Now, lets be honest, I felt her dogs were more important than me. She kept saying its like her children (yet when it comes to children she was firm that a child should sleep in their own bed after a certain age). So YES I confess, this is a bit of a rant and a "I told you I was right" post, but, could you please explain what is whole story about not allowing dogs in the main bedrooms?

I have watched your shows quite often and learned a great deal, and for that I thank you Victoria.

Frants from South Africa

P.S. I wont go and tell my girlfriend "I told you so", I really want more clarity on the subject as to know how to better handle and explain the whole concept.
Life's to short to be an adult

Leigha
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Post by Leigha » Sun Nov 08, 2009 7:22 am

There is no "no dogs in the main bedroom rule." It's completely owner preference. And it has nothing to do with how well or poorly your dogs behave or in what light they regard you. You'll find that several of the members who offer the best advice allow multiple dogs to sleep in their beds. Others allow them in the room. Personally, my dogs sleep in the room with us--two on their own bed, the puppy in his crate. The only reason my dogs don't actually sleep in the bed is because my fiance doesn't want to have dogs in the bed. If he didn't care you'd better believe my dogs would be in the bed with us. When it comes to following obedience commands I have no problems with them. My puppy was the smartest and easiest to train in his puppy class (which has nothing to do with the fact that I'm his mom--yes I just called myself my puppy's mom) but with the fact that I worked with him every day at home and still do.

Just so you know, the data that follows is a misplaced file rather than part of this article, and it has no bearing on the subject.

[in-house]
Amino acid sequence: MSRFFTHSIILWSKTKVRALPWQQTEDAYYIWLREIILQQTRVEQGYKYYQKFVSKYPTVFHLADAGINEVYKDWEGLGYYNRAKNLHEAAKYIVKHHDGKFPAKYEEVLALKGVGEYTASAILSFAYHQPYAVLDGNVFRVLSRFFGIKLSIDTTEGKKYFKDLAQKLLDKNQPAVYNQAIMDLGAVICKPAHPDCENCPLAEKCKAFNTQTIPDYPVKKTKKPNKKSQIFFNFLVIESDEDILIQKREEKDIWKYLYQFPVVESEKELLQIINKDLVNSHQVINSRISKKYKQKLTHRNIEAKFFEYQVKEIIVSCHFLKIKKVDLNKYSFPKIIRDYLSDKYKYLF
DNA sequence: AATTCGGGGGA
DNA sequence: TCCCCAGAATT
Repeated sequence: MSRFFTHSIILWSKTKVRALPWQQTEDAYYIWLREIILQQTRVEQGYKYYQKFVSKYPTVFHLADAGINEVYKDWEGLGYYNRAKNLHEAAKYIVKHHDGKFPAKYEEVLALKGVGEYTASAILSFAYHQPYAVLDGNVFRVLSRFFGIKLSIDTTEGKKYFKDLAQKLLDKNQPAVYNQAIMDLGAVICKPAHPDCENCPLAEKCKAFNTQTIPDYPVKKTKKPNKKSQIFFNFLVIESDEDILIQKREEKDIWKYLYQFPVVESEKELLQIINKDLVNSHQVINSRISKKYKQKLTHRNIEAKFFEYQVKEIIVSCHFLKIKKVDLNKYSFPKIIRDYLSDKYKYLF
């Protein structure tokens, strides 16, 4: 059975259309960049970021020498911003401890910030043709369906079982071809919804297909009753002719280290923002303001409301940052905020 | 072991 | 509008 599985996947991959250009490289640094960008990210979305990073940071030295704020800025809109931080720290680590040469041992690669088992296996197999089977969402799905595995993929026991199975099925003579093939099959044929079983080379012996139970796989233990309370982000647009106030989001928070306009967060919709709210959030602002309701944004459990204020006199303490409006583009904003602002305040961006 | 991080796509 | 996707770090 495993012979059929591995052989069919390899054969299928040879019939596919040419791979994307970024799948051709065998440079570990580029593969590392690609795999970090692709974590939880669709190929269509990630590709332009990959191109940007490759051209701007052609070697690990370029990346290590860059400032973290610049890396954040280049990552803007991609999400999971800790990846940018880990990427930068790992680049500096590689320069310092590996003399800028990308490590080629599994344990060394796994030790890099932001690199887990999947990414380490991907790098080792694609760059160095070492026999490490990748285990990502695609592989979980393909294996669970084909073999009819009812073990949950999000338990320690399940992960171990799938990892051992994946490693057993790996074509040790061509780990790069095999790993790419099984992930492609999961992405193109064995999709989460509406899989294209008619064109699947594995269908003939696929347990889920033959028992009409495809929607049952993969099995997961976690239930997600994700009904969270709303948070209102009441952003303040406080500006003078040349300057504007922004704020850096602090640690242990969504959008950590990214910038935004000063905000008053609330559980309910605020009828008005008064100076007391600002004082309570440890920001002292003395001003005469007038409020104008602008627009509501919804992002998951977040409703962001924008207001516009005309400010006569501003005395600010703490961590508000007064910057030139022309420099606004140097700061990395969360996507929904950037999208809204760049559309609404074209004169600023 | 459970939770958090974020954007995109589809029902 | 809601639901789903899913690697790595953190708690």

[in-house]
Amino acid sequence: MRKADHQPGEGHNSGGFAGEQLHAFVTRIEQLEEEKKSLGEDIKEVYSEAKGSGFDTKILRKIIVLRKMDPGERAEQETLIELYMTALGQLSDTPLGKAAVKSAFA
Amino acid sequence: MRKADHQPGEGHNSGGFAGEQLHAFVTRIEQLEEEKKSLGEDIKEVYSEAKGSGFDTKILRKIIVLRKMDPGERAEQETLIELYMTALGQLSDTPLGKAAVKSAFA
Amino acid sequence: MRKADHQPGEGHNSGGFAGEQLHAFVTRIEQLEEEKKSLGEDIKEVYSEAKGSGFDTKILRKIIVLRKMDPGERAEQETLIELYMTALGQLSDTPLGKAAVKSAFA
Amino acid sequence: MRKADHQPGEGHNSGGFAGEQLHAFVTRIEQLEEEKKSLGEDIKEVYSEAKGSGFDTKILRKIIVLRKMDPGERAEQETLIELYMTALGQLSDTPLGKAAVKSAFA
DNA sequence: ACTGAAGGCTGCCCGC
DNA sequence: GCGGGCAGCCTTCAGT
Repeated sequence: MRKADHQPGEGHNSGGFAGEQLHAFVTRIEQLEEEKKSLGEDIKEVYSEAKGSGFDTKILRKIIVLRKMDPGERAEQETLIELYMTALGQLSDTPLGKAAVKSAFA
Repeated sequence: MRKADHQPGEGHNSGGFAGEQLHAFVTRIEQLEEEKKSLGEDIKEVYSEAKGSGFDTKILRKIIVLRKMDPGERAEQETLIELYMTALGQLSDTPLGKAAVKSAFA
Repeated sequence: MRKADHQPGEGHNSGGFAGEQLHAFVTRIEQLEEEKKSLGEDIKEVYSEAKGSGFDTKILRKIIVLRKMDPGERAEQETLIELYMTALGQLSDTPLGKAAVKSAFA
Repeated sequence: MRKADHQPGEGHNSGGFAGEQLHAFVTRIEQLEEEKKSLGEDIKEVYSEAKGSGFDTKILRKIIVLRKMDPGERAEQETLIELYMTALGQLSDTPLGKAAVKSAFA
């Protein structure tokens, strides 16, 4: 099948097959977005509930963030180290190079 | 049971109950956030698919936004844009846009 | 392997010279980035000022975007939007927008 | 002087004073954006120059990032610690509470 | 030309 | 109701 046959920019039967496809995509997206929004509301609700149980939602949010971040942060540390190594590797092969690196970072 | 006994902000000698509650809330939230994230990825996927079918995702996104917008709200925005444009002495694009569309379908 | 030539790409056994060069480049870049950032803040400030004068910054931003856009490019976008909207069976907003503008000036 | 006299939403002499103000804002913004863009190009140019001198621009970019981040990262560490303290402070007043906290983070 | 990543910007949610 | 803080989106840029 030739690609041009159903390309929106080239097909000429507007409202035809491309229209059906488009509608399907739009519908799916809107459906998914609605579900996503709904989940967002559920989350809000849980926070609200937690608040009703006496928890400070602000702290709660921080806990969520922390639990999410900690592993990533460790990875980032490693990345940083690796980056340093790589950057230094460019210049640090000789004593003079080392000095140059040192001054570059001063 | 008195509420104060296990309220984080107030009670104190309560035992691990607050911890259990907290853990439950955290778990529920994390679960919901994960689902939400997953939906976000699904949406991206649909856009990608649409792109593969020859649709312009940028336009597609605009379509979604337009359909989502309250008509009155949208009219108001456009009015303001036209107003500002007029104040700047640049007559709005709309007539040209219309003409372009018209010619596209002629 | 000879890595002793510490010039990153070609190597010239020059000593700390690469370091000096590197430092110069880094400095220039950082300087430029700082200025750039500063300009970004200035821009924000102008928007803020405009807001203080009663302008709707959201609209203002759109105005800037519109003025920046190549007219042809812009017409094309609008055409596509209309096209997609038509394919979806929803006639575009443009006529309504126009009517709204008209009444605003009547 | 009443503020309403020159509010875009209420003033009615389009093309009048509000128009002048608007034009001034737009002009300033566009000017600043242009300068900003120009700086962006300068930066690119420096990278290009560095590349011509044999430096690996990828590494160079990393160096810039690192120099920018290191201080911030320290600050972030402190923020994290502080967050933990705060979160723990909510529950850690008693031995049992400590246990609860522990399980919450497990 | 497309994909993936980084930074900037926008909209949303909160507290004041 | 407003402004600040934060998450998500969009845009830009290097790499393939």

Inprogress
Posts:3
Joined:Sun Nov 08, 2009 5:27 am
Location:South Africa

Post by Inprogress » Sun Nov 08, 2009 8:16 am

Thanks for the reply Leigha. That is what I thought regarding the matter. Its not so much a rule, rather a case of see what is required from the specific dog.